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reviews art without borders
Art without Borders
K arsi sanat, istanbul
21 novem ber – 8 decem ber
Of the many geographical umbrellas available to curators,
the Caucasus and its region, or in this case Turkey and
the countries that border its east, is an area that could well
do with some attention. Hosted previously by galleries in
Iran, Georgia and Armenia, Art Without Borders recently
completed its circuit at Istanbul’s Karsi Sanat. The
exhibition brings together a selection of works by 25 artists
from these four countries to create a space for dialogue
that rises above past conflicts and ongoing geopolitics. In
the accompanying exhibition text, project director Edward
Balassanian suggests that the individual’s role is becoming
more and more important in the construction of civilised
societies and that art allows individuals to cross borders and
instigate new forms of communication.
For an exhibition that aims to solve problems through
discussion, human contact, mutual understanding and
intercultural artistic development, too many of the included
works are past statements, produced for earlier exhibitions.
So while many of the selected works tackled similar topics
– cultural misinterpretation and the commodification of
human existence – rather than initiating a new platform for
exchange, the making of associations falls very much in the
lap of the audience.
Farhad Moshiri and Shirin Aliabadi’s series Operation
Supermarket (2005) provides an initial headline impact.
Their brash staged adverts for general household items
are digitally manipulated so that the commonly recognised
branding language presents a very different reality.
Described by the artists as ‘mixing poetry with detergent’,
the product labels read like ironic demonstration placards:
‘Shoot first, make friends later’; ‘We are all American’; and
on a Frosties cereal packet, ‘Families ask why’. Installed in
domestic settings, their kitsch-aesthetic textual disjuncture
is comparable to that of Halil Altindere’s photograph My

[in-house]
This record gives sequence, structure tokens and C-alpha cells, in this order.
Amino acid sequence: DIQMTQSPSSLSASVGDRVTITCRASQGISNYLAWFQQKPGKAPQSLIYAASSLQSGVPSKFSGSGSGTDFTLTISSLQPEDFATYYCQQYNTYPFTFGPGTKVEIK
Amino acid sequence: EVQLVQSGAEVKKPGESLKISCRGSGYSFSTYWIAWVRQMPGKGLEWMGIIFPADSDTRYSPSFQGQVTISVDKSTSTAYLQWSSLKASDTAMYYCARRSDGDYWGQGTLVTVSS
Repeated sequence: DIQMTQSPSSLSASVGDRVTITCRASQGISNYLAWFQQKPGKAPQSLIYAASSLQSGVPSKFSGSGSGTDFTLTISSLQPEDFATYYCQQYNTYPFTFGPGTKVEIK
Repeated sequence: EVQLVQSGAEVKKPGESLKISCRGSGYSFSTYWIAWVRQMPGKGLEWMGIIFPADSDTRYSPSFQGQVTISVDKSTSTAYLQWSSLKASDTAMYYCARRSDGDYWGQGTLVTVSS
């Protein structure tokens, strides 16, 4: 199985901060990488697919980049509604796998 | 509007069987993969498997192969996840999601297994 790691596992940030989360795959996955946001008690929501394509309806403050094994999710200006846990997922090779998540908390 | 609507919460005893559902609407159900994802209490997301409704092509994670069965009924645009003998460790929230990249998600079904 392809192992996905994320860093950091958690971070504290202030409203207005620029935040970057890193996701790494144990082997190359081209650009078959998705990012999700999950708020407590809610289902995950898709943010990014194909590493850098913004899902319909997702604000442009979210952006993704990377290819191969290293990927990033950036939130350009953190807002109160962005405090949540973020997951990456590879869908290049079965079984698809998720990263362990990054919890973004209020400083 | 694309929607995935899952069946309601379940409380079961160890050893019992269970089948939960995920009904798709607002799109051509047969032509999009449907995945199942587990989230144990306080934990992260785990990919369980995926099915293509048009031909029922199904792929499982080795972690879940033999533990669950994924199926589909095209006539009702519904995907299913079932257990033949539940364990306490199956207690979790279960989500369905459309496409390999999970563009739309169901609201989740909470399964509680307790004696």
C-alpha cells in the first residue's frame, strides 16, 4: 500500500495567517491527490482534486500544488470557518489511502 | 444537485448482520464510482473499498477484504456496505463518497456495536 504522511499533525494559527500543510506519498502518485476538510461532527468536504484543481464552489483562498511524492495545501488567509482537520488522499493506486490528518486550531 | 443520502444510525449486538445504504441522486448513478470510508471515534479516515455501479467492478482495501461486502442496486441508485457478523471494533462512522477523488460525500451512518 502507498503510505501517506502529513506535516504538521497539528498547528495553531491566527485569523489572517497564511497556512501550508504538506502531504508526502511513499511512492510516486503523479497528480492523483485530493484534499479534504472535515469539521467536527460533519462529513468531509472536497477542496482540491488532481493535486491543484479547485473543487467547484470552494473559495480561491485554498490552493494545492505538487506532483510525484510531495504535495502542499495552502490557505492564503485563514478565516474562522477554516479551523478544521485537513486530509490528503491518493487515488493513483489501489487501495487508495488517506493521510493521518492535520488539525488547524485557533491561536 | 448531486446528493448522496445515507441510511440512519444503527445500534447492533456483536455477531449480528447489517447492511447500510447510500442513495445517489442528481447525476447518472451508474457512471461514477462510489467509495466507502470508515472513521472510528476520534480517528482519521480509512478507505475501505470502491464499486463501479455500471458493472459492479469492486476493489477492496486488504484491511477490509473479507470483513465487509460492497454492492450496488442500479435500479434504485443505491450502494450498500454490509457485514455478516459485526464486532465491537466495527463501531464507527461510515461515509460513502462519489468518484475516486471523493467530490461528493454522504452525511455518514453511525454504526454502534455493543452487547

Mother Likes Fluxus Because Fluxus Is Anti-Art (1998). In
this everyday scene of the artist’s mother sitting at home on patterned floor cushions, the viewer’s immediate
moshiri Farhad, Families Ask Why,
2005, 75 x 100 cm
presumption to locate and cross-reference the scenario is dislodged by the copy of a Fluxus publication held courtesy the artist and Kashya
open in her hands.
hildebrand, Zurich
The cartoonish element of these images leads well into the more overtly political drawings of Nicky
Nodjoumi. Diary Series Installation (2006) is a compendium of symbolism in which Western and Persian political
figures are caricatured acting out absurd acts that tell tales of corruption and hypocrisy. Despite the disjointed
bodies that merge with those of animals to perform sexual acts and denote religious taboos, Nodjoumi’s comic
strip, in its immediacy like an editorial cartoon, locates one foot in reality. A converse position appears on the
opposite wall in Grigor Khachatrian’s One of You Will Betray Me (2006). This manipulation of Leonardo’s Last
Supper (c. 1496) fresco sees all the disciples’ faces subtly replaced by the artist’s own, supplanting the fear of
trust in national establishments with that of trust in oneself.
Although presented several times in Istanbul already, Ahmet Ogüt and Sener Ozmen’s Coloring Book
(2004) installs a moment of literal dialogue within the exhibition. Their line-drawn scenes, adapted from
childhood memory, depict engrained local customs, the effects of immigration and religious tension in Turkey.
When exhibited, the drawings are made available for the audience to colour in, write upon and, on this occasion,
bring about the layer of human contact that this exhibition really aims to initiate. November Paynter
129 Artreview
FEB_REVIEWS.indd 129 2/1/08 13:58:05
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